Serial no. chapter
3| In nature|
4| In human body|
5| In architecture|
6| In art|
7| In day to day life|
I would like to express my special thanks of gratitude to my teacher sonali durgam on the topic golden ratio, which also helped me in doing a lot of Research and I came to know about so many new things. I am really thankful to her.
Secondly I would also like to thank my parents and friends who helped me a lot in finishing this project’s information finding work.
I am making this project not only for marks but to also increase my knowledge. THANKS AGAIN TO ALL WHO HELPED ME
The golden ratio, also known as the divine proportion, golden mean, or golden section, is a number often encountered when taking the ratios of distances in simple geometric figures such as the pentagon, pentagram, decagon and dodecahedron. It is denoted , or sometimes . The designations "phi" (for the golden ratio conjugate ) and "Phi" (for the larger quantity ) are sometimes also used (Knott), although this usage is not necessarily recommended. The term "golden section" (in German, goldener Schnitt or der goldene Schnitt) seems to first have been used by Martin Ohm in the 1835 2nd edition of his textbook Die Reine Elementar-Mathematik (Livio 2002, p. 6). The first known use of this term in English is in James Sulley's 1875 article on aesthetics in the 9th edition of the Encyclopedia Britannica. The symbol ("phi") was apparently first used by Mark Barr at the beginning of the 20th century in commemoration of the Greek sculptor Phidias (ca. 490-430 BC), who a number of art historians claim made extensive use of the golden ratio in his works (Livio 2002, pp. 5-6). Similarly, the alternate notation is an abbreviation of the Greek tome, meaning "to cut." In the Season 1 episode "Sabotage" (2005) of the television crime drama NUMB3RS, math genius Charlie Eppes mentions that the golden ratio is found in the pyramids of Giza and the Parthenon at Athens. Similarly, the character Robert Langdon in the novel The Da Vinci Code makes similar such statements (Brown 2003, pp. 93-95). However, claims of the significance of the golden ratio appearing prominently in art, architecture, sculpture, anatomy, etc., tend to be greatly exaggerated. has surprising connections with continued fractions and the Euclidean algorithm for computing the greatest common divisor of two integers. History of golden ratio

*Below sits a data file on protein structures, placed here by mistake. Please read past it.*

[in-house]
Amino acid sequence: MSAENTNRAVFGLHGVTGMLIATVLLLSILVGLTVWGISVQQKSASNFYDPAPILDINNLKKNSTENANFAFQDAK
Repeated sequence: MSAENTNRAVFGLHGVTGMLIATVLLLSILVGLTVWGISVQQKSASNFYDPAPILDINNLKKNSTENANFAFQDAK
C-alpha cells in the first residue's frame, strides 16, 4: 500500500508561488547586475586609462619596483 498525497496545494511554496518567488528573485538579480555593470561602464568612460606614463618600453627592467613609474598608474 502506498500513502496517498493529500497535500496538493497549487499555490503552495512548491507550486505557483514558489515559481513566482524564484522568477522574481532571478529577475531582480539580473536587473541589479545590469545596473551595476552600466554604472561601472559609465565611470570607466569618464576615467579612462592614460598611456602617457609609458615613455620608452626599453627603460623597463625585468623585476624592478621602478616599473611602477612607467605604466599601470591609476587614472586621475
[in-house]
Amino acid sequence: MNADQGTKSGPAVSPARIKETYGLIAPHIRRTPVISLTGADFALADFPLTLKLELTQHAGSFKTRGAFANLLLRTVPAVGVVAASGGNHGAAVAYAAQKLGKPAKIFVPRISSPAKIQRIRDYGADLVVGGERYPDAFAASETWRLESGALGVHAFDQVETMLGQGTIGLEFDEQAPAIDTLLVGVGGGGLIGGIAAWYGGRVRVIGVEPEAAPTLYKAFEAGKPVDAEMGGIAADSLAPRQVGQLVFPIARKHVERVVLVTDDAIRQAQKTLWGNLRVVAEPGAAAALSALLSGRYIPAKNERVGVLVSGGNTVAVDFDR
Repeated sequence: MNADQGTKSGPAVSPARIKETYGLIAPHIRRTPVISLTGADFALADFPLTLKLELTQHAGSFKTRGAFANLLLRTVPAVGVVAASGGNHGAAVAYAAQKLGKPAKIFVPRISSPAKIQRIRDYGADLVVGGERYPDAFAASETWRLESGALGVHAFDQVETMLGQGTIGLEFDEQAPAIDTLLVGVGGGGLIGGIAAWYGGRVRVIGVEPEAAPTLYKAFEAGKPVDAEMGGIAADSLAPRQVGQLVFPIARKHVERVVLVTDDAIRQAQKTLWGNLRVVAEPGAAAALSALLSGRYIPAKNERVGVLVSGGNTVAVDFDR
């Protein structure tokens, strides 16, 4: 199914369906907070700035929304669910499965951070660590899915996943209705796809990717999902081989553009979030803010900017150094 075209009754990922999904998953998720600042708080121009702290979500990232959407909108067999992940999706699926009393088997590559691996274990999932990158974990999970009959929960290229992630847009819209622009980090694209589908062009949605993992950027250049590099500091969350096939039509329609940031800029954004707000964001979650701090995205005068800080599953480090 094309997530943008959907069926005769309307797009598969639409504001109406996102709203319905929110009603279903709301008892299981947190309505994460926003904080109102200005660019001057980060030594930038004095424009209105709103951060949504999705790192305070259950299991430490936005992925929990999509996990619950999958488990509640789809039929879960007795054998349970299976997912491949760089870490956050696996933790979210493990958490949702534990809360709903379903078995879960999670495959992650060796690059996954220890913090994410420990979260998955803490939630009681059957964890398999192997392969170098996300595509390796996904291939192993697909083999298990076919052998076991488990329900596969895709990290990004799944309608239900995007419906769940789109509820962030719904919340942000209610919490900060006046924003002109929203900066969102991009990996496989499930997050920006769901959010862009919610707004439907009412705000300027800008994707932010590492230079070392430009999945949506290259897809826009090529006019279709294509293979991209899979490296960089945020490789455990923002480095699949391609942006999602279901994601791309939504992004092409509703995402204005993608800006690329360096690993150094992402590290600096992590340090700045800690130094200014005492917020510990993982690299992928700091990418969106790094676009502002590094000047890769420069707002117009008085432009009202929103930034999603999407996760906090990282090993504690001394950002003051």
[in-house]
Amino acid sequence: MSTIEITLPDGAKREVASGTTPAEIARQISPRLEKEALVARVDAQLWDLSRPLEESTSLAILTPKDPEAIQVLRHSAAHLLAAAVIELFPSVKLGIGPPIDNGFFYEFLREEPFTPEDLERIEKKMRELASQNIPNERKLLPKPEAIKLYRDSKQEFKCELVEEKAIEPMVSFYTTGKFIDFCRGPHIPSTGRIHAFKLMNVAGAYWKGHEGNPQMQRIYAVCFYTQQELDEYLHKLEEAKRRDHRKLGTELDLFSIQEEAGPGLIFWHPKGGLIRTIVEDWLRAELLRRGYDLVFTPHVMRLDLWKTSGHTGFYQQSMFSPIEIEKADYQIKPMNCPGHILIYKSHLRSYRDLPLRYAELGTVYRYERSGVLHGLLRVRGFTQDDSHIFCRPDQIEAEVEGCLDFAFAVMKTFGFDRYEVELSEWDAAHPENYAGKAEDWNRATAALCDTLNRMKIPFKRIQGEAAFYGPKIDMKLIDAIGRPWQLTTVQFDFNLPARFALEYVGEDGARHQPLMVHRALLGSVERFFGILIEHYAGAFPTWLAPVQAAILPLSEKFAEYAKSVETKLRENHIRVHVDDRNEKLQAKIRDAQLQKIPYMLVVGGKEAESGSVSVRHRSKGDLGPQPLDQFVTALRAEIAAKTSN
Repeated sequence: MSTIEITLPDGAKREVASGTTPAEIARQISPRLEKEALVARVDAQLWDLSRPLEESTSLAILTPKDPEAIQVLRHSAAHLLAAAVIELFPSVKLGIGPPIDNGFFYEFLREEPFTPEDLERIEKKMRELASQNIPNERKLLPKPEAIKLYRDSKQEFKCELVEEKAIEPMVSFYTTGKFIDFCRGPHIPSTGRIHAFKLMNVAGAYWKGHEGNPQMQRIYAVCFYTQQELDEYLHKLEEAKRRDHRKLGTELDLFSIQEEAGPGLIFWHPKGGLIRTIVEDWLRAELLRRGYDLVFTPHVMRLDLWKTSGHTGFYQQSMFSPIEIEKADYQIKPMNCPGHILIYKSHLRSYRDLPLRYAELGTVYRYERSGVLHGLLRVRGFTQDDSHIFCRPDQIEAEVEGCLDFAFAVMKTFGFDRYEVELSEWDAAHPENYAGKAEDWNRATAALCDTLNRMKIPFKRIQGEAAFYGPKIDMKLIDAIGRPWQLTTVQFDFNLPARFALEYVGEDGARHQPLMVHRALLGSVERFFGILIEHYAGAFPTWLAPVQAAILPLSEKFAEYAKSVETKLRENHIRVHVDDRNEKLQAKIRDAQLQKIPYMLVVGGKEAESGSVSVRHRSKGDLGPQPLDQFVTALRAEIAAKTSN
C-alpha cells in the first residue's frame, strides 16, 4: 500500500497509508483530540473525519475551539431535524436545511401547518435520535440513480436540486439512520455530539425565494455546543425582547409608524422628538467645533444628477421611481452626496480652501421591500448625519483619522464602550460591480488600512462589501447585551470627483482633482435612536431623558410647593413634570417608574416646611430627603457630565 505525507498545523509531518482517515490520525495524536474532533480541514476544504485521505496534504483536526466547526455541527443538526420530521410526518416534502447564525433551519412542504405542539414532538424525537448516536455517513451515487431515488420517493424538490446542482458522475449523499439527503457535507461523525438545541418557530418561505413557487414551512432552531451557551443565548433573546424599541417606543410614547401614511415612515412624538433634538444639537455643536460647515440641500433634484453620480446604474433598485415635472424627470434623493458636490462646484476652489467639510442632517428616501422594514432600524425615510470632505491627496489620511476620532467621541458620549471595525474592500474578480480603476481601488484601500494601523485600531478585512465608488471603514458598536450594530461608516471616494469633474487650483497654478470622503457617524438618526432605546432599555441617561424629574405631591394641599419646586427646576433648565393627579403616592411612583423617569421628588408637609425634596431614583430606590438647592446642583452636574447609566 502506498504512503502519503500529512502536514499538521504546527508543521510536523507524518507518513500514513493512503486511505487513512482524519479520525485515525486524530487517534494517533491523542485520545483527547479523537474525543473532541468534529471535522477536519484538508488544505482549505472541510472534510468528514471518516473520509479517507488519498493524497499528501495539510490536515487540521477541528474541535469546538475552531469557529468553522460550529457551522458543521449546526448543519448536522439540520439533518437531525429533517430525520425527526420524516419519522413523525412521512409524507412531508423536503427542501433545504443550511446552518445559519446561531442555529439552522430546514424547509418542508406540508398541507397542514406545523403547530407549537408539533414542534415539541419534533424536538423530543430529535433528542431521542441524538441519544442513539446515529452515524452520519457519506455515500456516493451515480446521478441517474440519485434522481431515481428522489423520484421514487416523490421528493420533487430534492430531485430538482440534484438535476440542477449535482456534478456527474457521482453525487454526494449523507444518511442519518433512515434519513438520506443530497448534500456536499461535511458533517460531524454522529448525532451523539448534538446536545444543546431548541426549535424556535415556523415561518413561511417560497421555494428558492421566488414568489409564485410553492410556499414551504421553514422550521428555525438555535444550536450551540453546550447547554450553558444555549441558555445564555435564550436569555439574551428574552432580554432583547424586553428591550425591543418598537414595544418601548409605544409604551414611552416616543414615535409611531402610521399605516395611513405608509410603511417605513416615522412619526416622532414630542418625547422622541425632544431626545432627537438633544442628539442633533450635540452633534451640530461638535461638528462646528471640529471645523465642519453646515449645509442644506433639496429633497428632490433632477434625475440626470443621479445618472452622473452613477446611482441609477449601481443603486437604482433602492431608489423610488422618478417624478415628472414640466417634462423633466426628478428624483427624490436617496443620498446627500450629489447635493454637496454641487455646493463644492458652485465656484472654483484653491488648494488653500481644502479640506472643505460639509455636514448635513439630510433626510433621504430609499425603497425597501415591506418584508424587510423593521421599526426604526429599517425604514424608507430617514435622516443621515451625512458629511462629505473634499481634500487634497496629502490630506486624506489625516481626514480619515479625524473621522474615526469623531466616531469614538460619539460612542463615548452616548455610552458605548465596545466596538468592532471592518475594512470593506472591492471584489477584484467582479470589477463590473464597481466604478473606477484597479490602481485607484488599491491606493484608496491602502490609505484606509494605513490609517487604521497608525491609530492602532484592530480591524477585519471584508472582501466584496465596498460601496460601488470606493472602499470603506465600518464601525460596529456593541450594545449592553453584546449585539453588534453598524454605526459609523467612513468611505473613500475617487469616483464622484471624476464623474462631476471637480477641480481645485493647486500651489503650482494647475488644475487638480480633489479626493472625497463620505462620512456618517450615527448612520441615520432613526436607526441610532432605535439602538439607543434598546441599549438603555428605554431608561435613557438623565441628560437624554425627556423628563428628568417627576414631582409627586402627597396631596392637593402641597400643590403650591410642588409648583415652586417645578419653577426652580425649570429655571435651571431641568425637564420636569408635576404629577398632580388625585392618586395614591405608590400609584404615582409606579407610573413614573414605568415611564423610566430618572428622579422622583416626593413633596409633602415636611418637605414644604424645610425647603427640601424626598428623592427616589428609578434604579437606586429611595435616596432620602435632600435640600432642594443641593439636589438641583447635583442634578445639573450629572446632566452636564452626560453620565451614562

The golden ratio has fascinated Western intellectuals of diverse interests for at least 2,400 years. According to Mario Livio: Some of the greatest mathematical minds of all ages, from Pythagoras and Euclid in ancient Greece, through the medieval Italian mathematicianLeonardo of Pisa and the Renaissance astronomer Johannes Kepler, to present-day scientific figures such as Oxford physicist Roger Penrose, have spent endless hours over this simple ratio and its properties. Ancient Greek mathematicians first studied what we now call the golden ratio because of its frequent appearance in geometry. The modern history of the golden ratio starts with Luca Pacioli's De divina proportione of 1509, which captured the imagination of artists, architects, scientists, and mystics with the properties, mathematical and otherwise, of the golden ratio. Golden ratio in nature
The eye, fins and tail all fall at golden sections of the length of a dolphin’s body. The dimensions of the dorsal fin are golden sections (yellow and green). The thickness of the dolphin’s tail section corresponds to same golden section of the line from head to tail.
Every key body feature of the angel fish falls at golden sections of its width and length. The nose, tail section, and centers of the fins of the angel fish fall at first (blue) golden sections. The second golden section (yellow) defines the...